Top 5 Movies That Educated Us About Racism

Filmspotting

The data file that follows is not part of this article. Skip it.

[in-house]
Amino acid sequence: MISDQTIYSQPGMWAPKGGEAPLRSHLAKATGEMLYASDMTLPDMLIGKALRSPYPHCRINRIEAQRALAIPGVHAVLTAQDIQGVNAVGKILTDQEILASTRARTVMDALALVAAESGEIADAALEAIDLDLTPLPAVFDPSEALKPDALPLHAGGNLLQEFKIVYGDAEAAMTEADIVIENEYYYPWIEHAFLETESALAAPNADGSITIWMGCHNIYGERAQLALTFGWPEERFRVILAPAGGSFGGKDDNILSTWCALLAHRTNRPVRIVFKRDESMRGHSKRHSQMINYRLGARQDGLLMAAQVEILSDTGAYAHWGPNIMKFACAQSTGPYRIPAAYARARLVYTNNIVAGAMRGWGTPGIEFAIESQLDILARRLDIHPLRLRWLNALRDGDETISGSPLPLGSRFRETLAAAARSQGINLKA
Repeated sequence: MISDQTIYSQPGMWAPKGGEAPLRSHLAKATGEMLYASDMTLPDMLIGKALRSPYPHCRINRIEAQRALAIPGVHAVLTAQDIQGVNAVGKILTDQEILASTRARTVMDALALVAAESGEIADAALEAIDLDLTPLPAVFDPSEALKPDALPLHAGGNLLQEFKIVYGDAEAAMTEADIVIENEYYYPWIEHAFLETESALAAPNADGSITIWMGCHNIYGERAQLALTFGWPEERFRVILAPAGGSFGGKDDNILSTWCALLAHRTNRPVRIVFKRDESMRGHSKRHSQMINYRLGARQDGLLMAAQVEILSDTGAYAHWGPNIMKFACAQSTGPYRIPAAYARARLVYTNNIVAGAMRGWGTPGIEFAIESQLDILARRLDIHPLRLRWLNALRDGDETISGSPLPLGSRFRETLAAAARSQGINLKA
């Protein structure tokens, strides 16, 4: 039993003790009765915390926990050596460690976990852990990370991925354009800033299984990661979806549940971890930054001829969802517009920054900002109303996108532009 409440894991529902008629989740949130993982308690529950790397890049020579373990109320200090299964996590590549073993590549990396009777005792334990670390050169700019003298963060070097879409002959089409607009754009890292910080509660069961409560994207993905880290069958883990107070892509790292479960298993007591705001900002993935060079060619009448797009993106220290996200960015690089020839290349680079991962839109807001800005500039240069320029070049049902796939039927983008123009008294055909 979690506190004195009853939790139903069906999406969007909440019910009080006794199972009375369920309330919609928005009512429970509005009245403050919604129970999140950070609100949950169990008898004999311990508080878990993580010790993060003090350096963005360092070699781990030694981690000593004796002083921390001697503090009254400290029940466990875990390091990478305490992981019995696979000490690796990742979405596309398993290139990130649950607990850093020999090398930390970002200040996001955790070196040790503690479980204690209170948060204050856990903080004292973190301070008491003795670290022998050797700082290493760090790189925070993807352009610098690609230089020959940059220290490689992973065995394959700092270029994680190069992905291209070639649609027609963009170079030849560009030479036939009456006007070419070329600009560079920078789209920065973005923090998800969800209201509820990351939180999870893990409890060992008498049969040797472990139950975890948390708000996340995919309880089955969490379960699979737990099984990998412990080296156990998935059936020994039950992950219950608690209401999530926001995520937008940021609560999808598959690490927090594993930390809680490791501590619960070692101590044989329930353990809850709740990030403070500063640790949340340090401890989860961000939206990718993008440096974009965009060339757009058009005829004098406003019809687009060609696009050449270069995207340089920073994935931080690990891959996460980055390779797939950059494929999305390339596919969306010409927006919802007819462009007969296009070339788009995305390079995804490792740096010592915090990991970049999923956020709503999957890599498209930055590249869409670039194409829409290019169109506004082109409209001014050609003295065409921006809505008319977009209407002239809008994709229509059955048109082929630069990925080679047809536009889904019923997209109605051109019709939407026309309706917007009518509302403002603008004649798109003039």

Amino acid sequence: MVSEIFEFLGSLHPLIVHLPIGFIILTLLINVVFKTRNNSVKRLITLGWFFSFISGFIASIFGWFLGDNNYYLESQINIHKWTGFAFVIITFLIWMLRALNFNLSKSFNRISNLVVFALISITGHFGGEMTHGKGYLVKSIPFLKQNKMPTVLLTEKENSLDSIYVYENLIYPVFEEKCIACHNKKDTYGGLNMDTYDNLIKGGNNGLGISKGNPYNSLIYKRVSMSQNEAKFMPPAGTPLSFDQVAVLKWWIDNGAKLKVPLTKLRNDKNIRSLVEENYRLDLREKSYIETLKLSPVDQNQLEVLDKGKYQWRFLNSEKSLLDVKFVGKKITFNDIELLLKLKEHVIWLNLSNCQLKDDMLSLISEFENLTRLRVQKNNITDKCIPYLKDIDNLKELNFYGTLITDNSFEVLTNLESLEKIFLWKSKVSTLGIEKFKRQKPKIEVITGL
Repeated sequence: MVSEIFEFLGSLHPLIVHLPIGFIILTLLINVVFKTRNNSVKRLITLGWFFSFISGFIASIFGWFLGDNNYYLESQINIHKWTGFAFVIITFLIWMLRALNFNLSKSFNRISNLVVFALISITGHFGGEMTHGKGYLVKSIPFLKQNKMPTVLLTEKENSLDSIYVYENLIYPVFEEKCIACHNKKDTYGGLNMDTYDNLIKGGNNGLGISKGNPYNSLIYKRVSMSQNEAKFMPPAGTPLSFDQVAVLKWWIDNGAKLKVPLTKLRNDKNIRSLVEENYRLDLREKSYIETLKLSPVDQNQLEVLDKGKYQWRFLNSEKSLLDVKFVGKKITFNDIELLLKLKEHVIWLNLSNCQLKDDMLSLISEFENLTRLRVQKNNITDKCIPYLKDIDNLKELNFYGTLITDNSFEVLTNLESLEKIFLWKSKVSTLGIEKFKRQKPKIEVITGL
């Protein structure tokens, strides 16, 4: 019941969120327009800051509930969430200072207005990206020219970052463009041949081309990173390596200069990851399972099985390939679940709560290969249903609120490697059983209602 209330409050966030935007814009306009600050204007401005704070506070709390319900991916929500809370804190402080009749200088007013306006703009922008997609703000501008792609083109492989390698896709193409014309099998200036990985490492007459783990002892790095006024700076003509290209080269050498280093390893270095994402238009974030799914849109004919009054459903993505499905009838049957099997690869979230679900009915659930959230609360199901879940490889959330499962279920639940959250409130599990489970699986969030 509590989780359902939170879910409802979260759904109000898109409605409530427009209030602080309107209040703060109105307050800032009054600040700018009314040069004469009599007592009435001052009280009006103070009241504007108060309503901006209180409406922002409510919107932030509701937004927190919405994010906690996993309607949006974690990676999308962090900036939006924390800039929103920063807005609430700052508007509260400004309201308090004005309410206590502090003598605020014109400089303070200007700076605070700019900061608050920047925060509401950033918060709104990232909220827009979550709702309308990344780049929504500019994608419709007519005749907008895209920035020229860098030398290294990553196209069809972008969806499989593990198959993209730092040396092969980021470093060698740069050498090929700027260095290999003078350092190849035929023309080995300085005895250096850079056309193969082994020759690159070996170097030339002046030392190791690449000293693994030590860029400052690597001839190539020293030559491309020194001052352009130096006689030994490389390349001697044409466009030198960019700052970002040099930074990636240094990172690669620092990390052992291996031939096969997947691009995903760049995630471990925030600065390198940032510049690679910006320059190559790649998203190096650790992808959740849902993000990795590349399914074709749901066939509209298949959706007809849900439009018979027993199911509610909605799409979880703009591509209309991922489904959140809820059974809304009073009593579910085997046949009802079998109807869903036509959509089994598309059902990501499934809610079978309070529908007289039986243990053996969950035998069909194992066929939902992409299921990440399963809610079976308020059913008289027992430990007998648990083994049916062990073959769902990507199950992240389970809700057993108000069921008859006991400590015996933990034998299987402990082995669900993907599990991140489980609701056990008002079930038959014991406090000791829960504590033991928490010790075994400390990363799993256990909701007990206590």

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Locum to film spotting on May Twenty Fifth in Minneapolis George Floyd. A black man was killed when a white police officer kept his knee on Floyd's neck for over eight minutes. As we've all seen protests broke out in the twin cities the next day, and then in cities across the country in the days of the followed as we record this Adam, it's more than a week after they started and the protests do continue, and all of this during a pandemic, that has killed over one hundred thousand Americans a disproportionate number of whom are people of Color. Color. Josh, of course we're so privileged in so many ways, but also in having this platform that is film spotting and to be honest with everyone. We weren't sure the best way to use it this week. One thing we knew we could do was share with our listeners the ways they could support the protesters, and we will put a link to some of those resources in the notes for this show over at film spotting dot net. Ultimately we settled on this top five top five movies that educated us about racism and I think listeners at casting. A good perspective on why this may be a fruitful topic. He says films can teach us so much. The introspection I've gained in life through films is incalculable. I grew up in a small rural town films Roth in my only glimpse into a larger world outside of the news empathy, compassion and understanding can all be gained if you look at movies as an expression and take the time to consider the film's point of view and Zach did share some of the titles that have had the biggest impact on him I think you're gonNA. Hear all if not most of them come up over the course of this show Zach continues in all honesty I don't think I have grasped the scope of. Of Institutional. Racism in the systems that support until I watched the George. Floyd video the Eric Garner Video Floyd Video. These are wrenching documentaries of another type. They are unvarnished documents of the cause of fear, and so many of our communities like other powerful films. They can't be turned away from, nor should they be thank Zach I. I think that's that's well said and yeah. Just back to what you're saying at the top atom about trying to figure out what the show should look like this week I I think we've both been trying to do a lot of listening this week. More listening than speaking and in doing that I've heard people of color just encourage others to amplify black voices so. I think that's kind of one of the motivations behind this list, for us, obviously I'm going to be doing talking on this show as usual, but but what I hope to do is turn the focus on these great films, and the necessary voices behind them, so speaking to email you know to my shame I've only had two real ways into the African American experience in my life, I would say one of those is my church tradition. It's absolutely a white church tradition for sure, but it has included partnerships with black churches. That's helped me understand what Christianity looks like for folks with different experiences than minds, so that's one avenue. Another avenue has been. In an avenue into the black experience has been. Are you know it's been books? It's been music. It's been TV, and of course it's mostly been movies, so this list is a reflection of where things stand now. It's not a comprehensive list. I don't pretend that my education on this is even near complete. So that means this time. If we get emails from listeners saying, how could you forget this or you include this rat rather than kind of Bristle? I'm going to be grateful because they'll be providing ways for that education to continue so so that's kind of where I'm at with this list right now. The best thing I think we can do is listen and learn I've heard that. This past week as well we don't always as white people have to feel compelled to comment or to interject ourselves into someone else's struggle, and that raises the question then. Should we do a show at all right now? At the same time you understand that to be silent seems to be complicit, and then if you decide to do a show, you have to consider what the substance of it is, and certainly I think I speak for both of us when I say that our objective is not to try to tell anyone that these are the five movies that define your experience. But to try to express what we've learned from cinema. How movies have informed our worldview and informed our alignment with the notion that should be self, evident and indisputable that black lives matter,

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